Prevention, Diagnosis & Management of Infective Endocarditis 2017

Infective endocarditis (IE) is an uncommon and potentially lethal infection affecting patients at risk. Despite advances in medicine, IE still causes significant morbidity and mortality. This is due to the changing epidemiology of the disease, the wide spectrum of presentation extending from the neonate to the elderly, diagnostic difficulties, delayed surgical interventions and embolic complications. The advances in cardiothoracic surgery and cardiology over the years with the increasing use of prosthetic material, valves and intracardiac devices have also contributed to the challenges in managing IE in these patients.

Some important evolution in management strategies would be the development of an Endocarditis Team with multidisciplinary expertise in cardiology, cardiothoracic surgery, infectious disease and other subspecialties as indicated. This is encouraged to enable early diagnosis, optimise treatment and prevent complications in these patients. It also allows for smoother and more efficient referrals to specialised centres.

Previously, surgical intervention was delayed because of the high-risk and mortality but, recently published data have also shown that early surgical interventions in these patients decrease embolic complications and improve outcomes. There have also been changes with regards to antimicrobial prophylaxis. The evidence currently shows that routine antimicrobial prophylaxis prior to dental procedures is not indicated for all cardiac patients and should be limited to high-risk cardiac patients only. Maintaining a good oral and skin hygiene routine is highly recommended in the prevention of IE.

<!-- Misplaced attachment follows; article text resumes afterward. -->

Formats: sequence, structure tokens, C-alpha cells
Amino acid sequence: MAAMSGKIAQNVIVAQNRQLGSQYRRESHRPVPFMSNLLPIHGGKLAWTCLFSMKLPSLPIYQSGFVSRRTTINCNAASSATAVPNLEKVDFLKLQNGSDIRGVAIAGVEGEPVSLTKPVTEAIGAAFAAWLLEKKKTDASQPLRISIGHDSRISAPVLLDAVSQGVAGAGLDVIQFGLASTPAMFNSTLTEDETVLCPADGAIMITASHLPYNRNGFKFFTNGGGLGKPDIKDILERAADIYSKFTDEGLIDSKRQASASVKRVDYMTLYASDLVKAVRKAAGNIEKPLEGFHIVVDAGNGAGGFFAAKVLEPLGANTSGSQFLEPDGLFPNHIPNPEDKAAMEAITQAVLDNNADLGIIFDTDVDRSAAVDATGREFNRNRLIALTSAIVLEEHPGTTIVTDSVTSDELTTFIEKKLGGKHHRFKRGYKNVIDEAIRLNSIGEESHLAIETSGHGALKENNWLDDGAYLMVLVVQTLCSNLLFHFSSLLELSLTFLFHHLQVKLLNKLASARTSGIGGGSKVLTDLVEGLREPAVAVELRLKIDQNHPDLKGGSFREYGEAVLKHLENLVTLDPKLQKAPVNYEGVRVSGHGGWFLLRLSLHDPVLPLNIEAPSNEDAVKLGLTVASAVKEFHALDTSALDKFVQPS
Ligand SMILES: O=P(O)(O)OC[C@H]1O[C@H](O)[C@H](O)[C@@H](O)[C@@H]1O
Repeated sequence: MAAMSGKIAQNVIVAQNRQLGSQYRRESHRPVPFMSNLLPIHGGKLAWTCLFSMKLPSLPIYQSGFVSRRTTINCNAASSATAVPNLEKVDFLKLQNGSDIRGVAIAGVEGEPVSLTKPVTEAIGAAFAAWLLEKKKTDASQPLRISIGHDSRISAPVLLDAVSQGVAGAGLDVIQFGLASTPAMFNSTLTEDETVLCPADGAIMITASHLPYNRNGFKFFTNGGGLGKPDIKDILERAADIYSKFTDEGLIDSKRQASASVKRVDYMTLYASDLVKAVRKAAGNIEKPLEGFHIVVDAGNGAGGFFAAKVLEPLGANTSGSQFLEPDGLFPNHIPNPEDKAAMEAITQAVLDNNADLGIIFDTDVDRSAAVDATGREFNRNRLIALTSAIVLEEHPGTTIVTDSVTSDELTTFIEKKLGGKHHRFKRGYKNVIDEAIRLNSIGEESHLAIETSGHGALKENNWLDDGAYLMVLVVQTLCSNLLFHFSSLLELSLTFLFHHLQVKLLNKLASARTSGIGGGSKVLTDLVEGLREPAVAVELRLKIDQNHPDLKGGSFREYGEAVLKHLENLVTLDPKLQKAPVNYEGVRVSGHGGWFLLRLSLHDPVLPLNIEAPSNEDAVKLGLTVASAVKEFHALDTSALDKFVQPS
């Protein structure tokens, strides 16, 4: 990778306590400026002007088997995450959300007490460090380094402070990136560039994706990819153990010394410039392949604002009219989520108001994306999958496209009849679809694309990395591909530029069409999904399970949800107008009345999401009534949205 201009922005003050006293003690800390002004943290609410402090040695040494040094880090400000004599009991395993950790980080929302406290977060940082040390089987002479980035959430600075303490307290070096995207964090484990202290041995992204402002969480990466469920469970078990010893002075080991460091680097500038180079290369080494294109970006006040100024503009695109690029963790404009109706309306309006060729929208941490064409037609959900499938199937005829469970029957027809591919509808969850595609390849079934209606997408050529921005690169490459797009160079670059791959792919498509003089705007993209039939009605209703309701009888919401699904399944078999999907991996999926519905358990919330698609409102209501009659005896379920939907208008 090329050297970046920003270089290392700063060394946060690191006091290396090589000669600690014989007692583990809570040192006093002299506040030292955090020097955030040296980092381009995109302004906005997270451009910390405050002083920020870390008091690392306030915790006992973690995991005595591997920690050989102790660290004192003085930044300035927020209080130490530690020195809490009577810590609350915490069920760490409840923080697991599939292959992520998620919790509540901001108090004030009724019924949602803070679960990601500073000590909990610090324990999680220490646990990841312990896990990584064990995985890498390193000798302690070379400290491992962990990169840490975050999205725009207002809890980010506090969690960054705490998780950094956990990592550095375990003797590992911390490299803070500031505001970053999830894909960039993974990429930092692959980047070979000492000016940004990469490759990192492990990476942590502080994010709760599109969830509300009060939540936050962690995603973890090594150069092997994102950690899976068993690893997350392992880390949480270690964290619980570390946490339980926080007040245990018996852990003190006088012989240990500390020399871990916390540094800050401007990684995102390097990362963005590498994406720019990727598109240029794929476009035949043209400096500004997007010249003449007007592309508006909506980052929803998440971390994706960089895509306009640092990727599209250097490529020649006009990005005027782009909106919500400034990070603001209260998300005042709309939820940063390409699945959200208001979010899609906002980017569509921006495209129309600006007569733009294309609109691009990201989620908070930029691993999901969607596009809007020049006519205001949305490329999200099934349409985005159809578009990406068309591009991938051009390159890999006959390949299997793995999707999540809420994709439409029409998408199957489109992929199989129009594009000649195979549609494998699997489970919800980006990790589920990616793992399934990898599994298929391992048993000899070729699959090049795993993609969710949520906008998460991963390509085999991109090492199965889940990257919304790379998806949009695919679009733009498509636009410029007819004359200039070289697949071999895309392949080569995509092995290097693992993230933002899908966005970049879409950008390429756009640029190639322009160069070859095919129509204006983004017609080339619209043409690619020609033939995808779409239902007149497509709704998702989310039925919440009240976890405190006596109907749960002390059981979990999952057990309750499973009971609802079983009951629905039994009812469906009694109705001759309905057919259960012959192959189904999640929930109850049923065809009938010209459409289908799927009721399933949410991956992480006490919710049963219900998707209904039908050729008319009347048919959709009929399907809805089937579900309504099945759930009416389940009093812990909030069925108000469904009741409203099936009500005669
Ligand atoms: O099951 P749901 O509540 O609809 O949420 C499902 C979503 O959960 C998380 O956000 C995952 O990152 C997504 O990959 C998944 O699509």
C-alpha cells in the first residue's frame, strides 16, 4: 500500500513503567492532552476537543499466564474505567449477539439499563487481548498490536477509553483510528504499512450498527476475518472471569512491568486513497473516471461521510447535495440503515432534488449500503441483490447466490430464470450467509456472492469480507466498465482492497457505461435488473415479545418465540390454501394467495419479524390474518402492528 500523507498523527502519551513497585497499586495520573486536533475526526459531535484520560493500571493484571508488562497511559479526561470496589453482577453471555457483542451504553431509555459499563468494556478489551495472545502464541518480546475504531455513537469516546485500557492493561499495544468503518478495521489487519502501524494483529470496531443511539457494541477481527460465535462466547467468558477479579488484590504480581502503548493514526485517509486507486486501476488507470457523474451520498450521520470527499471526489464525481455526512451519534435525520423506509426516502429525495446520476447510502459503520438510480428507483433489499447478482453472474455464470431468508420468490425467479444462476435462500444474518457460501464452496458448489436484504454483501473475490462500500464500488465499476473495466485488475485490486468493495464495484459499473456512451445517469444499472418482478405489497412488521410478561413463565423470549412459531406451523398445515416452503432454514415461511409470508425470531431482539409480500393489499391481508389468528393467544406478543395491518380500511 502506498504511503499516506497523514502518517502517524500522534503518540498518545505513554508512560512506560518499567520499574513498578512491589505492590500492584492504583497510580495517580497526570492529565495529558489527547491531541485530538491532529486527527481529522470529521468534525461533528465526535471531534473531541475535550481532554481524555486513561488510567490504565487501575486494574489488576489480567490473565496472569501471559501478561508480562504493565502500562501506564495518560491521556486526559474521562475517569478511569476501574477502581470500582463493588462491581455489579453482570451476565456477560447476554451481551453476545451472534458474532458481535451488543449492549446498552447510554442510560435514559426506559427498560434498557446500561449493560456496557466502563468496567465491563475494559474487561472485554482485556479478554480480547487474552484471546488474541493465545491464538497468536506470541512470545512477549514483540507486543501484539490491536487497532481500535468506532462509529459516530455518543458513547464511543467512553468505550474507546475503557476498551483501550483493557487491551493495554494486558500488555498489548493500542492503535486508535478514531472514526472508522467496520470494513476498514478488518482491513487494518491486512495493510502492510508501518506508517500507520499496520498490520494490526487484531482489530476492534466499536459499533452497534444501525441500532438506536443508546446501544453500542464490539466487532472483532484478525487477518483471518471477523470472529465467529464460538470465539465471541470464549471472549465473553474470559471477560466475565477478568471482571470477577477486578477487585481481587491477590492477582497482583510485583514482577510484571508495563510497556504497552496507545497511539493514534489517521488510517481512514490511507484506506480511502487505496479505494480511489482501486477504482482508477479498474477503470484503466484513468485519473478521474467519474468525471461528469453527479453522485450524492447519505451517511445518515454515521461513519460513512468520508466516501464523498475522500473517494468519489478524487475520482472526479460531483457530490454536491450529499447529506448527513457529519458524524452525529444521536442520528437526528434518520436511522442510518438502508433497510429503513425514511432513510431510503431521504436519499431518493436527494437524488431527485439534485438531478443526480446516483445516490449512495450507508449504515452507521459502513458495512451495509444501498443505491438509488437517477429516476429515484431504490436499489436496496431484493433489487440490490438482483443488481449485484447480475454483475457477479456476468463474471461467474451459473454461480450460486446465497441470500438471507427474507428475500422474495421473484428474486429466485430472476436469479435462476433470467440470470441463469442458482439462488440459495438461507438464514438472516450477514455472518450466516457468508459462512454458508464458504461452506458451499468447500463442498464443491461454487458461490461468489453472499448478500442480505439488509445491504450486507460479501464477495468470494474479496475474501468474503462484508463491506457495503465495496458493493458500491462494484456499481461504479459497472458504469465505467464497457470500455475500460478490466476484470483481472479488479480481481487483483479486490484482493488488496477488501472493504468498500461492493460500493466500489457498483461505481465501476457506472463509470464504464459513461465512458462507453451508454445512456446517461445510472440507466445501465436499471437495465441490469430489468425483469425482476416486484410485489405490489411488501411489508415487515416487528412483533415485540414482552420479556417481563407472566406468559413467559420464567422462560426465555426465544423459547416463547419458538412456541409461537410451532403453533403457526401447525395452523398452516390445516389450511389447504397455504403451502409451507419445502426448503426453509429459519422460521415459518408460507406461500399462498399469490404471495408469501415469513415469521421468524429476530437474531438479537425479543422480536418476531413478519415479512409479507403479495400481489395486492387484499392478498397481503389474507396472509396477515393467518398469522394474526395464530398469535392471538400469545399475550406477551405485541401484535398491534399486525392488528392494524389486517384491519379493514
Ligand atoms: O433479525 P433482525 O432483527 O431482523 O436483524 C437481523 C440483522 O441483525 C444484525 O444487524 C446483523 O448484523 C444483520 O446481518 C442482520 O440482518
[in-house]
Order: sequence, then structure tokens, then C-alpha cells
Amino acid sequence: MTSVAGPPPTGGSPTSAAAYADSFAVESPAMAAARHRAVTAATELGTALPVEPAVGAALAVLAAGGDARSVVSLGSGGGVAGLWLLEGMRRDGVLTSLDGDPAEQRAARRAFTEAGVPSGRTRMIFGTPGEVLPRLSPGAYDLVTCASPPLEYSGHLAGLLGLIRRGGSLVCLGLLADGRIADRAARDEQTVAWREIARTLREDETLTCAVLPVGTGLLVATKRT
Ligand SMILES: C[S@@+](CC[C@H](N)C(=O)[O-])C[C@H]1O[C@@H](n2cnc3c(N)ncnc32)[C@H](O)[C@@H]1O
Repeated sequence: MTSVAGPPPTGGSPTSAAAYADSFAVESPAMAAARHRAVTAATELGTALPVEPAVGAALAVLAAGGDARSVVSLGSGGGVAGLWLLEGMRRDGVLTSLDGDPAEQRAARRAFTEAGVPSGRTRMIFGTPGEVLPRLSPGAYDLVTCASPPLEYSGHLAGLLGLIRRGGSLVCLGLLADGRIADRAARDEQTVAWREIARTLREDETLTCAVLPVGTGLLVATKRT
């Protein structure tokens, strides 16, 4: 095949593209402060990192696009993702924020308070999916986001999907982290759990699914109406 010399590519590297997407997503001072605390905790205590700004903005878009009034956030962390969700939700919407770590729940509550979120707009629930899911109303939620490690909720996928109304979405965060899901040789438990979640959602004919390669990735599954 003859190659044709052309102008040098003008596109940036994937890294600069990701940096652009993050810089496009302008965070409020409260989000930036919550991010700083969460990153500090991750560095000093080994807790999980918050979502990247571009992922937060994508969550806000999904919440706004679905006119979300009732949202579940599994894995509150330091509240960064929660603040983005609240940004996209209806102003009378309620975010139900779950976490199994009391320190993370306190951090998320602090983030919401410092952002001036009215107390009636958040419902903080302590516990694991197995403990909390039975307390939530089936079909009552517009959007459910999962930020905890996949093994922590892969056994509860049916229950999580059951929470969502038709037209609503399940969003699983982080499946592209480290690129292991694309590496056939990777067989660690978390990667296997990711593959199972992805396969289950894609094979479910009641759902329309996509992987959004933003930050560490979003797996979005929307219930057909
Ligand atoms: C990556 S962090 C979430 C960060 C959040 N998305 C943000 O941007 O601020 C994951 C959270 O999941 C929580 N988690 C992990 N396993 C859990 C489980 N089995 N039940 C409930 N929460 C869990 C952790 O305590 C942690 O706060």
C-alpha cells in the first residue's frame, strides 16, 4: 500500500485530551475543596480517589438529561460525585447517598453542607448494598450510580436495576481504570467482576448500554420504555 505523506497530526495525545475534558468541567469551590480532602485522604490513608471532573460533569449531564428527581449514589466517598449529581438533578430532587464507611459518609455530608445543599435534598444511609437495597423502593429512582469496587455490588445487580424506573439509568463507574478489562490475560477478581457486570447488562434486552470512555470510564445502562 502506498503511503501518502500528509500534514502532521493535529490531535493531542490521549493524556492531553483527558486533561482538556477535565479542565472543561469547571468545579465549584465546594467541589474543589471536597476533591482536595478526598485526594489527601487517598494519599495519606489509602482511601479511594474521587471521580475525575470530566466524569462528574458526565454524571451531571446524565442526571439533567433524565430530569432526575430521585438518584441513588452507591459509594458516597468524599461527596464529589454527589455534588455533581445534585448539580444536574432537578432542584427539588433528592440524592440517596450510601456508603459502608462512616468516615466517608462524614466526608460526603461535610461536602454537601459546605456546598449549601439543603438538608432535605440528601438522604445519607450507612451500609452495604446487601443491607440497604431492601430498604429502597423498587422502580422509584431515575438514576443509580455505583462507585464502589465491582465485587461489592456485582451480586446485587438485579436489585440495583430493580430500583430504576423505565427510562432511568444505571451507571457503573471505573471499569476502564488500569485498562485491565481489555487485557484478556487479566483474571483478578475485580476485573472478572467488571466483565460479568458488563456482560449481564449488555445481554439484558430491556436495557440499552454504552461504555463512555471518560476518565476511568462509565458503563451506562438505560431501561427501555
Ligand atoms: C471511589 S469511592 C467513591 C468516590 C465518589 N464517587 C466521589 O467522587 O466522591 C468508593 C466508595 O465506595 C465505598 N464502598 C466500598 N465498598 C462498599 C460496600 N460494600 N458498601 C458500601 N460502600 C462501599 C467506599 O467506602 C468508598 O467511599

With these recent developments in the prevention, diagnosis and management of IE, it is timely that we develop local clinical practice guidelines to update all respective healthcare providers with regards to the new management strategies. I congratulate the committee for the effort and hope that these guidelines would serve to decrease the incidence of IE and its associated morbidity and mortality.

 

Datuk Dr. Noor Hisham Bin Abdullah
Director-General of Health Malaysia
Ministry of Health Malaysia

 

Statement of intent:

These clinical practice guidelines are meant to be a guide for clinical practice. It is based on the best available evidence, knowledge and clinical experience at the time of development. These guidelines do not guarantee the best outcome in every case and the responsibility lies on the individual healthcare provider to manage his/her patient based on the clinical manifestations of the patient and the management options available locally.

Period of validity:

These clinical practice guidelines were issued in 2017 and will be reviewed in 4 years (2021) or earlier depending on the availability of new evidence. NHAM will inform either the Chairperson of this current CPG committee or the National Advisor of the related specialties when the time for updating this CPG is due. Prior to commencement of updating this CPG, a discussion to determine the need for an update, including the scope of the CPG updates should be done. If there is a need for an update, as with this current committee, a multidisciplinary team will be formed for the specific purpose of updating this CPG.

 

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